“The Mission Song” by John LeCarré (Week 2 – Book a Week)

The Performance

I listened to this book on CD’s borrowed from the Lincoln Square’s Sulzer Library and, first, let me highlight the performance of the actor, David Oyelowo.  He doesn’t need my praise to lift his career, Oyelowo has gone on to act in many successful television shows and films.  As far as I can tell, this is his only performance in an audio book, but what a performance.  He is just as believable as a female British newspaper editor as he is as a grizzled Bembe warrior.

There is no stock Pan-African style voice gets trotted out every time an African character speaks. Oyelowo narrates men and women from all over the world and makes every voice distinct and real. African voices are hard to do and they don’t always come off, see Steve Bucsemi’s reading of Pagan Babies.

With The Mission Song, Oyelowo drew as difficult a read as an actor could hope for and doesn’t just pull it off he impresses the whole way.

The Work

The book itself is a spy thriller.  We follow an interpreter hired by a shady, nameless organization to negotiate a shady and nameless deal to start a war in the Congo.

Unlike older spy novels that followed familiar Cold War dynamics, this one deals with the more unfamiliar political situation in the Congo. Though it’s not as easy to grasp, the novelty makes the book feel fresher and more interesting than yet another story about mounting an attack on the Nazis or the Commies.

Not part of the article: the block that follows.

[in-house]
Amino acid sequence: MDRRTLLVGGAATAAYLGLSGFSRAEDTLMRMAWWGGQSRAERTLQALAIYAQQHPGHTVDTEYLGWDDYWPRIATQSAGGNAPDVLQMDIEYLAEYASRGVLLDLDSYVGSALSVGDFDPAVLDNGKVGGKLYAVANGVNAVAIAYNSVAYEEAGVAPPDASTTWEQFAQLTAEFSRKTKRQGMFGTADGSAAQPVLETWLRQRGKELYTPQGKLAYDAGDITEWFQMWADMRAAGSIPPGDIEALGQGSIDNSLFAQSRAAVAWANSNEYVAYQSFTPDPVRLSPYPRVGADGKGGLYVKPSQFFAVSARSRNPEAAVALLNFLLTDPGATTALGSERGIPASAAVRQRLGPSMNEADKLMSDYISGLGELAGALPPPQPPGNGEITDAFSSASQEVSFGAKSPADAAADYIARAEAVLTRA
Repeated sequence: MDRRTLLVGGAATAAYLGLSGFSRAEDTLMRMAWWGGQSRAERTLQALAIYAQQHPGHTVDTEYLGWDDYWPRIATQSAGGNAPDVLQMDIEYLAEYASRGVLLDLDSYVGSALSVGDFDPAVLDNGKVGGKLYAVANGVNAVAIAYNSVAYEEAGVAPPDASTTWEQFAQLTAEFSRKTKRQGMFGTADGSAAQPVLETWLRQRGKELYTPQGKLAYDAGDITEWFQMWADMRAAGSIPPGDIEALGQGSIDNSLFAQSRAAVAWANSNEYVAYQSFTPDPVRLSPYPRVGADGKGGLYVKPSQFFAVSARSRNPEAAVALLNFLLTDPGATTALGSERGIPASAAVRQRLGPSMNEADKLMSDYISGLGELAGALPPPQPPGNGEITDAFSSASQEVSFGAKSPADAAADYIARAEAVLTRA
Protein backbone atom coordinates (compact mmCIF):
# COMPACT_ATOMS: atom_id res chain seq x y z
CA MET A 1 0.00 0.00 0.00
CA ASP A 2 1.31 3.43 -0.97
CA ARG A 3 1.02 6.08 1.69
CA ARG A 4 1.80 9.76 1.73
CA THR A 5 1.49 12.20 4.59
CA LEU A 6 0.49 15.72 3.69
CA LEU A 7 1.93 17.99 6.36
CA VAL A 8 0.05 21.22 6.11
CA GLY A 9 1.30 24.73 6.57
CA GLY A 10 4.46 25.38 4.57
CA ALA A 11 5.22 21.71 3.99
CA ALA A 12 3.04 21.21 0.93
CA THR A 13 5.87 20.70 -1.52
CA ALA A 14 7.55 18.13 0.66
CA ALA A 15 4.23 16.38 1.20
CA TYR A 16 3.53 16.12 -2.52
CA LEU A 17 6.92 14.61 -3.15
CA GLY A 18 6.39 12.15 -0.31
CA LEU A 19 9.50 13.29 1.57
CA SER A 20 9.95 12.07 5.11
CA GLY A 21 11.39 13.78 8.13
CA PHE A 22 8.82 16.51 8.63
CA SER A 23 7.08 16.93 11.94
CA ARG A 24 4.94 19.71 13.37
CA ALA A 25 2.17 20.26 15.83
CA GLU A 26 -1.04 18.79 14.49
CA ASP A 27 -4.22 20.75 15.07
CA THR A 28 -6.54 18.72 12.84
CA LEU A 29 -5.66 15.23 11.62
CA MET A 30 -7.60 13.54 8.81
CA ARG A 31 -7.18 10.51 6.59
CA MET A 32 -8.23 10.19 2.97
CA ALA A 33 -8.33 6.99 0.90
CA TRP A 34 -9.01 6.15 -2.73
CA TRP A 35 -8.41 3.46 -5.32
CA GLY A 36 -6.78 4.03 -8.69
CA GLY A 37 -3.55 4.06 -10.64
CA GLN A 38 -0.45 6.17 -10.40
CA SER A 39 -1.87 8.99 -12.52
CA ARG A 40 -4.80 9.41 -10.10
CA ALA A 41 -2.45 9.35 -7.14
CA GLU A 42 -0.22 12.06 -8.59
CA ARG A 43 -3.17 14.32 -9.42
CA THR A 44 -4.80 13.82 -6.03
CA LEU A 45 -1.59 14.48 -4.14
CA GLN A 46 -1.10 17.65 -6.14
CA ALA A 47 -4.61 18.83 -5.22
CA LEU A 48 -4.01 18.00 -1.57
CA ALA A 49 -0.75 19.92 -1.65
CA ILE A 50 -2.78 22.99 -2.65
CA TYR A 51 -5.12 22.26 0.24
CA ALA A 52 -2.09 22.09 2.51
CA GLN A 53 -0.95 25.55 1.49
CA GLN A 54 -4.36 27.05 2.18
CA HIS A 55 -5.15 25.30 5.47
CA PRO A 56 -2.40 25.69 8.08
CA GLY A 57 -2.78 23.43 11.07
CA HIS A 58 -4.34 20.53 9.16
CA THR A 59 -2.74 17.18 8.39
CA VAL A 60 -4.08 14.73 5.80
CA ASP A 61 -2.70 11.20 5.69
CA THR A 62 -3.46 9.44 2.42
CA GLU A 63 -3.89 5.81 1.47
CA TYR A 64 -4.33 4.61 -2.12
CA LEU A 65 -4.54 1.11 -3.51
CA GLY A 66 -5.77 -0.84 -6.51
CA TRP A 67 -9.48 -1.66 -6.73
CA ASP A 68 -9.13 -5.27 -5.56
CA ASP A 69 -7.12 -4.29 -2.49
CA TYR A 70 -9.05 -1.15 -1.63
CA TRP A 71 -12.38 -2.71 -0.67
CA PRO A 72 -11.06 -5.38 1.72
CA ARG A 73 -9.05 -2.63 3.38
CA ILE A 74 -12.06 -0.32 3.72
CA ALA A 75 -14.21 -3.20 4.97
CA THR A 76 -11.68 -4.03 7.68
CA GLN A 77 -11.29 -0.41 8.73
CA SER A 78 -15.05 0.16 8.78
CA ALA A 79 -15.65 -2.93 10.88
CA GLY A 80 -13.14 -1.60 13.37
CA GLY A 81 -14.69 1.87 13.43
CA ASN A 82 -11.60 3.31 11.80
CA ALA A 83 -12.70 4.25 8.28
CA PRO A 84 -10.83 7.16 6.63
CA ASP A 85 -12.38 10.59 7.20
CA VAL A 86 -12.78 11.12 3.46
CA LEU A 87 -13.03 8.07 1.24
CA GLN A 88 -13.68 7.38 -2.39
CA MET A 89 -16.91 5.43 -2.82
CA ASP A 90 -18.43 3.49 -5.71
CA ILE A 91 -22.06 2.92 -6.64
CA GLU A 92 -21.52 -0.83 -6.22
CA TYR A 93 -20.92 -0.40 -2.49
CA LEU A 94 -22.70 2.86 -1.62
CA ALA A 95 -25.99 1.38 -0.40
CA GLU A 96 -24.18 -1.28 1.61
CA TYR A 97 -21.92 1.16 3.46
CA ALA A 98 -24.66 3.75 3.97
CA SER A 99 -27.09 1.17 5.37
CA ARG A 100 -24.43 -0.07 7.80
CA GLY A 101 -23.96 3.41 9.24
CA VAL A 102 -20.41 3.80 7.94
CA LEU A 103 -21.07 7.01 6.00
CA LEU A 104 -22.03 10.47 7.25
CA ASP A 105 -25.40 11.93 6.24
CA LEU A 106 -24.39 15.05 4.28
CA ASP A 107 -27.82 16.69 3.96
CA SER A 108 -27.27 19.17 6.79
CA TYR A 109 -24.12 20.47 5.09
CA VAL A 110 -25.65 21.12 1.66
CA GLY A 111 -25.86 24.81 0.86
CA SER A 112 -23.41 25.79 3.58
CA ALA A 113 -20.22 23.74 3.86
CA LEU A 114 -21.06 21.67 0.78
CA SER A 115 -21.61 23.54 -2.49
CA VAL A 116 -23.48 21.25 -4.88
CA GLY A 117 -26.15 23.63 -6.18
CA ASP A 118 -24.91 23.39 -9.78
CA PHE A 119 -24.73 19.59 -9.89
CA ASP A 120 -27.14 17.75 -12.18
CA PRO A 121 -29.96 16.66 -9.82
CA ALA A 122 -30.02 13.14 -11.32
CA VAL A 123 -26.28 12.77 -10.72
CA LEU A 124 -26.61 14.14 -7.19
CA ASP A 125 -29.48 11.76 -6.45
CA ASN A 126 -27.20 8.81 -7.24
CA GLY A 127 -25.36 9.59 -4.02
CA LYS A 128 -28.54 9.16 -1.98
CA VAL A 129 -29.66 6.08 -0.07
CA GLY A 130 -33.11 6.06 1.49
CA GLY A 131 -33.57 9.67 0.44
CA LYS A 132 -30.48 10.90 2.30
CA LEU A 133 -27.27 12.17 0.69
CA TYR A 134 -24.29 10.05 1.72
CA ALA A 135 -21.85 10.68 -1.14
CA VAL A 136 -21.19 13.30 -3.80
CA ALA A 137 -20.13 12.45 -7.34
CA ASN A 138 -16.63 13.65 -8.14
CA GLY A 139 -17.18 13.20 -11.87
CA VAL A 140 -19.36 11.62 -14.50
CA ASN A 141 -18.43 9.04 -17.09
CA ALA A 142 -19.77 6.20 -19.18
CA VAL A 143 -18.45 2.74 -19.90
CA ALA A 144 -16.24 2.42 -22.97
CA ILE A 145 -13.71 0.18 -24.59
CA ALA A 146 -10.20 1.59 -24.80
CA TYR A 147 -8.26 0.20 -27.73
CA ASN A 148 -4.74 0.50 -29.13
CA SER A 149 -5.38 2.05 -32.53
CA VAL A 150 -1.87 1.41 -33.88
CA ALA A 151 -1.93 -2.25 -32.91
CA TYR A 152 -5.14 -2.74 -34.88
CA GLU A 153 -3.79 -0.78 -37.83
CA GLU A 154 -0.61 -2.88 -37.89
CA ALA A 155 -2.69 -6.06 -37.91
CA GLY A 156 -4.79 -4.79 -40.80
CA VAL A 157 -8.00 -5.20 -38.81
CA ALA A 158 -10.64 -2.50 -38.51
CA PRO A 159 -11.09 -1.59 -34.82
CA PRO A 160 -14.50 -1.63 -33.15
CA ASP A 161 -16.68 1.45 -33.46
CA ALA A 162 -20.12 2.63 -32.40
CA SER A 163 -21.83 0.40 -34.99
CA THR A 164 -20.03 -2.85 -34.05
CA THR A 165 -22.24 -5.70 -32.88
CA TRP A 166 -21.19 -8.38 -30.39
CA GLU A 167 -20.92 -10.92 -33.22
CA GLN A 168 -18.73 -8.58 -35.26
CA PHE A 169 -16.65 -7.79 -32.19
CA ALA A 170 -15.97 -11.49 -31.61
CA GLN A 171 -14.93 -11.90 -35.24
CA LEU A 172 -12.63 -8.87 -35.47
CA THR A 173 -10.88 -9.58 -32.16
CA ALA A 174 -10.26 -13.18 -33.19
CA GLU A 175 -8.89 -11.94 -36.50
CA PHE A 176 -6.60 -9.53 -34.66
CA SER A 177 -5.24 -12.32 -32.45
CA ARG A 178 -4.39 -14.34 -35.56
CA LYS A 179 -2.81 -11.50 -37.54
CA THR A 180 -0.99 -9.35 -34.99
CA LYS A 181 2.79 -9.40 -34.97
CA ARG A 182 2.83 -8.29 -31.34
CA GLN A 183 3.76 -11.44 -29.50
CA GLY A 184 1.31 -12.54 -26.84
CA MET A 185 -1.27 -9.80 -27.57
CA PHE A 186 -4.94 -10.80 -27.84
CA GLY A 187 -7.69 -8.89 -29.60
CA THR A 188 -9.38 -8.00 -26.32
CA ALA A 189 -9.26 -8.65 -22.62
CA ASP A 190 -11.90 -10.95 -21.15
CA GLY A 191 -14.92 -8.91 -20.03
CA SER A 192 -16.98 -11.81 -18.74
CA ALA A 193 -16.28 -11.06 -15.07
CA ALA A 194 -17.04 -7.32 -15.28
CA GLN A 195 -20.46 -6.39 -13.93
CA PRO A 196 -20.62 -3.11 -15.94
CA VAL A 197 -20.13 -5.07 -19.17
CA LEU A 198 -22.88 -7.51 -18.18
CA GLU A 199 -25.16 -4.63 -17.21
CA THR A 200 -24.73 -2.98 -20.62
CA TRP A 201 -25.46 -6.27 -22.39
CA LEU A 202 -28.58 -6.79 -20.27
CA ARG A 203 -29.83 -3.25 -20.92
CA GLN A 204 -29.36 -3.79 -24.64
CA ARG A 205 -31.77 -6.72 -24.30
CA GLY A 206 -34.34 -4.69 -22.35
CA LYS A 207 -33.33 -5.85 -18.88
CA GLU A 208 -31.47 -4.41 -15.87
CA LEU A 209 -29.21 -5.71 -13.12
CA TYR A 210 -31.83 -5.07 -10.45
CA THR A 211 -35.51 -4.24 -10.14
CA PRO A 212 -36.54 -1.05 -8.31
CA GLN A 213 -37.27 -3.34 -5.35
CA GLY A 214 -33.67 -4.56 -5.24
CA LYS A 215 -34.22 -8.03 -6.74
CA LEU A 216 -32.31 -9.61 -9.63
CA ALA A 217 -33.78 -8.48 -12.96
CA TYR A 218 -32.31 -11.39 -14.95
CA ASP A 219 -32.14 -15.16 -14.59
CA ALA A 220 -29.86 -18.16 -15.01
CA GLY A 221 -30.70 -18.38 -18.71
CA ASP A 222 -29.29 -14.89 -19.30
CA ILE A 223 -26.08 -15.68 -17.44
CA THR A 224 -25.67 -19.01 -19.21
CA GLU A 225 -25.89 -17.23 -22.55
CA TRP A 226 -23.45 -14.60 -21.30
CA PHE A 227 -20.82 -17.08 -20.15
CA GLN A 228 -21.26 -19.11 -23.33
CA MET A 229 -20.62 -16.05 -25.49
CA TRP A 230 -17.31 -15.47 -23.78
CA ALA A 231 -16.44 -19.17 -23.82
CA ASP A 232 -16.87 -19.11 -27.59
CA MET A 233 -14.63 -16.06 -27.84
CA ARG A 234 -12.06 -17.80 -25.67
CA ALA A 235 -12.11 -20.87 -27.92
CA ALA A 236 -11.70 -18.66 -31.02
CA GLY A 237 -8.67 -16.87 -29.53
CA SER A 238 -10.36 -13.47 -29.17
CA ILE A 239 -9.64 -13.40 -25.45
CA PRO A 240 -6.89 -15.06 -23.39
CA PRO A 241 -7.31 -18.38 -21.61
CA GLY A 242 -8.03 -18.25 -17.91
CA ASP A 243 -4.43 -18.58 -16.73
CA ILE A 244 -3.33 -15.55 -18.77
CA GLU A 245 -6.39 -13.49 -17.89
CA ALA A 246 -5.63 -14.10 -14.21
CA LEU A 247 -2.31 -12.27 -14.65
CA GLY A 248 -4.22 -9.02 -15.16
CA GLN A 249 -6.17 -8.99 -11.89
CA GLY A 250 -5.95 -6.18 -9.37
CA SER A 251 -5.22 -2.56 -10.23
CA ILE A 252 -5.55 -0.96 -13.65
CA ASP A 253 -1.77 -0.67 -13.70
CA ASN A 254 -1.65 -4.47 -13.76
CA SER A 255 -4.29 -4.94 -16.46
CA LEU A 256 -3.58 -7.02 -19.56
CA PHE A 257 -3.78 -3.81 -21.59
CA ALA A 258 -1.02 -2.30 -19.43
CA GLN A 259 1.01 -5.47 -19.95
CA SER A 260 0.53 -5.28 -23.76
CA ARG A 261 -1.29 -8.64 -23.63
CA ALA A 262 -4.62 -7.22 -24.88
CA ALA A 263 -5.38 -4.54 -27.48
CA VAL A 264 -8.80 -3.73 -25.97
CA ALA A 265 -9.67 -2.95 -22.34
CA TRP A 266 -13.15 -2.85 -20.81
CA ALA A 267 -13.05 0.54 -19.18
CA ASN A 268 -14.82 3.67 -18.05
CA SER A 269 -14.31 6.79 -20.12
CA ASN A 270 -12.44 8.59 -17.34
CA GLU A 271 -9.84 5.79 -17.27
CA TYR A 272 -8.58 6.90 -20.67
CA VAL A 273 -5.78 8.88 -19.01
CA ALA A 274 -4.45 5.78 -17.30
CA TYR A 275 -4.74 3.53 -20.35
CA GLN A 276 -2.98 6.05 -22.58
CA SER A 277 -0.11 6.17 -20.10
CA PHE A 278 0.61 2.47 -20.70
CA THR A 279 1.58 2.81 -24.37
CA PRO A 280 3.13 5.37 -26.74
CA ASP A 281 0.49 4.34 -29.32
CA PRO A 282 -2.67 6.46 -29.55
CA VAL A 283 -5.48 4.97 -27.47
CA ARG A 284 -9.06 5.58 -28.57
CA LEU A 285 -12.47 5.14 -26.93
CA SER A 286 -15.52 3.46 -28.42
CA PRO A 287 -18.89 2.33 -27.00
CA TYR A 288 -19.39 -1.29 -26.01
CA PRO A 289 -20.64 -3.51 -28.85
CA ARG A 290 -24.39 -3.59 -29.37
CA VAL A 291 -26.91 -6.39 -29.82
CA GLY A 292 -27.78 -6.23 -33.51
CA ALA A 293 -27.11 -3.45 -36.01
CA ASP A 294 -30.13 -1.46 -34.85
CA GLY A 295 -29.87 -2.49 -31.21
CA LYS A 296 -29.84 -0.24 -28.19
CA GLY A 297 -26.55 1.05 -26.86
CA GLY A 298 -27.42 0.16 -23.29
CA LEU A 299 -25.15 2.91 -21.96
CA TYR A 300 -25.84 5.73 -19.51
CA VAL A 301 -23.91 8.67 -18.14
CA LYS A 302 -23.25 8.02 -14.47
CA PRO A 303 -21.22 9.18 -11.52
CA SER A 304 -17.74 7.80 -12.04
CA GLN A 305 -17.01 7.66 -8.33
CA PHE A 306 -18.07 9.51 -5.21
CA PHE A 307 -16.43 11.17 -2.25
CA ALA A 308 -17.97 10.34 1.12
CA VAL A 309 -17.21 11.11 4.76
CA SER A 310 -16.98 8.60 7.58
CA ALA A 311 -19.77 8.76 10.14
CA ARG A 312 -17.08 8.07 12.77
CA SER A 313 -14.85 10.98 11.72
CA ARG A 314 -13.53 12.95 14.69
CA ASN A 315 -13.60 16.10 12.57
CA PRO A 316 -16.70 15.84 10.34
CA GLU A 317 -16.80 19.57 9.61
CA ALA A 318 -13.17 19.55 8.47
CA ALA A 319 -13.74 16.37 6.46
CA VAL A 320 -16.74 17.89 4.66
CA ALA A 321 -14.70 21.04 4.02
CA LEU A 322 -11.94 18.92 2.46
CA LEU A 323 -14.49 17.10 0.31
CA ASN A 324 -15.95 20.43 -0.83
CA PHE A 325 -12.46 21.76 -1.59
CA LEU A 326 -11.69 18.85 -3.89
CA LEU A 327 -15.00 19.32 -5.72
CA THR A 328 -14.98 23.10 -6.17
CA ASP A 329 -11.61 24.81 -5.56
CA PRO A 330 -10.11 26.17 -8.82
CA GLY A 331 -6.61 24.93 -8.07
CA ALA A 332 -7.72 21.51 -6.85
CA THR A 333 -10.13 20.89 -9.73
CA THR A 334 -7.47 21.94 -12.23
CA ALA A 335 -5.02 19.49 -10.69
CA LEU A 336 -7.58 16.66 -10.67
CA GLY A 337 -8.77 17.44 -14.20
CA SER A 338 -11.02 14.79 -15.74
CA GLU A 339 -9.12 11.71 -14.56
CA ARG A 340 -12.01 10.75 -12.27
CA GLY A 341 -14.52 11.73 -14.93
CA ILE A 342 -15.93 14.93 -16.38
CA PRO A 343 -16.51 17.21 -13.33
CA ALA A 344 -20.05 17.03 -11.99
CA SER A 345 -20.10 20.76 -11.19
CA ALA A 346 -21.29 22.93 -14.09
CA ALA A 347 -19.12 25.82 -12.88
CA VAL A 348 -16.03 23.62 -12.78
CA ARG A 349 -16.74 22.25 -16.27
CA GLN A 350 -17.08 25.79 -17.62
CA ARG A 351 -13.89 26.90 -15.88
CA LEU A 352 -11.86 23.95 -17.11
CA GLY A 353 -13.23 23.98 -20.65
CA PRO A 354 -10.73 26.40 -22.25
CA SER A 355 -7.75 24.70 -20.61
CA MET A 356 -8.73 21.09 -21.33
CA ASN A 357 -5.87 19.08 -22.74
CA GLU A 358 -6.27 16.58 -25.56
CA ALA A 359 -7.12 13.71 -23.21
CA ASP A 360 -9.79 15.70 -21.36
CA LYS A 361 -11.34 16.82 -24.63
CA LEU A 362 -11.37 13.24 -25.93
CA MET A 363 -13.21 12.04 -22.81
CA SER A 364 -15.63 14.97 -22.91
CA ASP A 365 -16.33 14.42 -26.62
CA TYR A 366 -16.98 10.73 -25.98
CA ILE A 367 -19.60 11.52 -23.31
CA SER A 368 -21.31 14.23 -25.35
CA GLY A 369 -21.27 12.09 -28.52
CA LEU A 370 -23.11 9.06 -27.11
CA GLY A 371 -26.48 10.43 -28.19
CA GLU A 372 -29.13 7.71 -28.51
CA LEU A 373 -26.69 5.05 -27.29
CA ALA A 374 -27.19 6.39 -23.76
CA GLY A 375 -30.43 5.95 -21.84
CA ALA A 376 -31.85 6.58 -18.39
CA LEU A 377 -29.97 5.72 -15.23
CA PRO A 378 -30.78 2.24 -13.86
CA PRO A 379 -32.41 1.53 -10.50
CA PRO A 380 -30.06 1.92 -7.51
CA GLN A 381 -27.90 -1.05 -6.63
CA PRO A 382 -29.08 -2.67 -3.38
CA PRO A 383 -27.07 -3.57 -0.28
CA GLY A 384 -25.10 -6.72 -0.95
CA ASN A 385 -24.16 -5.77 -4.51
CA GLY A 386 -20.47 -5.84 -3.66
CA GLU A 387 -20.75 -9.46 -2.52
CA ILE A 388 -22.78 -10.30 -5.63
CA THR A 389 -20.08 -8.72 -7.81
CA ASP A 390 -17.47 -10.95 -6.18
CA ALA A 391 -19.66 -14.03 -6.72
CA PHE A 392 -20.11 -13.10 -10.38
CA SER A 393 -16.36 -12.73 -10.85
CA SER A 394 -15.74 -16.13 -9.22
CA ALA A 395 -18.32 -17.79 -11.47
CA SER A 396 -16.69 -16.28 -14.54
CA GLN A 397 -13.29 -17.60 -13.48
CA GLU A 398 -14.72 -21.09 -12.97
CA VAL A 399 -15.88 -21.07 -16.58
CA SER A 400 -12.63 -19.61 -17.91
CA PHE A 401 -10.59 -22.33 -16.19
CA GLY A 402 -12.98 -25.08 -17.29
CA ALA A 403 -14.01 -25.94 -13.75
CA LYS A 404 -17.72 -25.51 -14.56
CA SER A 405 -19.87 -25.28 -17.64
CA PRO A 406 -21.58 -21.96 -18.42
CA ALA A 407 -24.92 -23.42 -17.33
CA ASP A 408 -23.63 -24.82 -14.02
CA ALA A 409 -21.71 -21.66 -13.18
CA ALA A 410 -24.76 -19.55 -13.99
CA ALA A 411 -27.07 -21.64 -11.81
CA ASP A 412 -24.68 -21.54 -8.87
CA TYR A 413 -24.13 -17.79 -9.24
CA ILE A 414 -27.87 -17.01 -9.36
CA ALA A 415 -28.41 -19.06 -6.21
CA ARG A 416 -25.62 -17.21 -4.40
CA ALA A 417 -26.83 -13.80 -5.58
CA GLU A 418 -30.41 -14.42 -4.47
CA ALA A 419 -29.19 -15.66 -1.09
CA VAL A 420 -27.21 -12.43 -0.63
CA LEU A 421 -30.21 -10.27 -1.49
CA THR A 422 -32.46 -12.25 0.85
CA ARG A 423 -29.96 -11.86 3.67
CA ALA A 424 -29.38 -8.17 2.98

The political world makes the creepy syndicate that much more creepy, and makes the many cogs in the machine that much more helpless arousing painful empathy for the characters.

I found some of the situations so uncomfortable that I had to switch over to the radio until I had the courage to move on.  For some reason, it is much easier for me to skip a page when I’m reading than to jump to the next track in an audio book.


It’s a common knock on LeCarré these days that with time his books have become less fun and more political.  I don’t know that I line up on that complaint.  If the author doesn’t have a point of view, what is the point?  I don’t think every book should be as strident as say, The Jungle, but if LeCarré is paying attention to European intervention in Africa I am happy to be filled in.  The political polemics add to the intrigue.

Ultimately, the book satisfies, not as a pamphlet for a cause, but as a story with characters the reader cannot help but care about.


Recommended (especially audio version)



Week 3 – Machine Man

Week 4 – The Magician King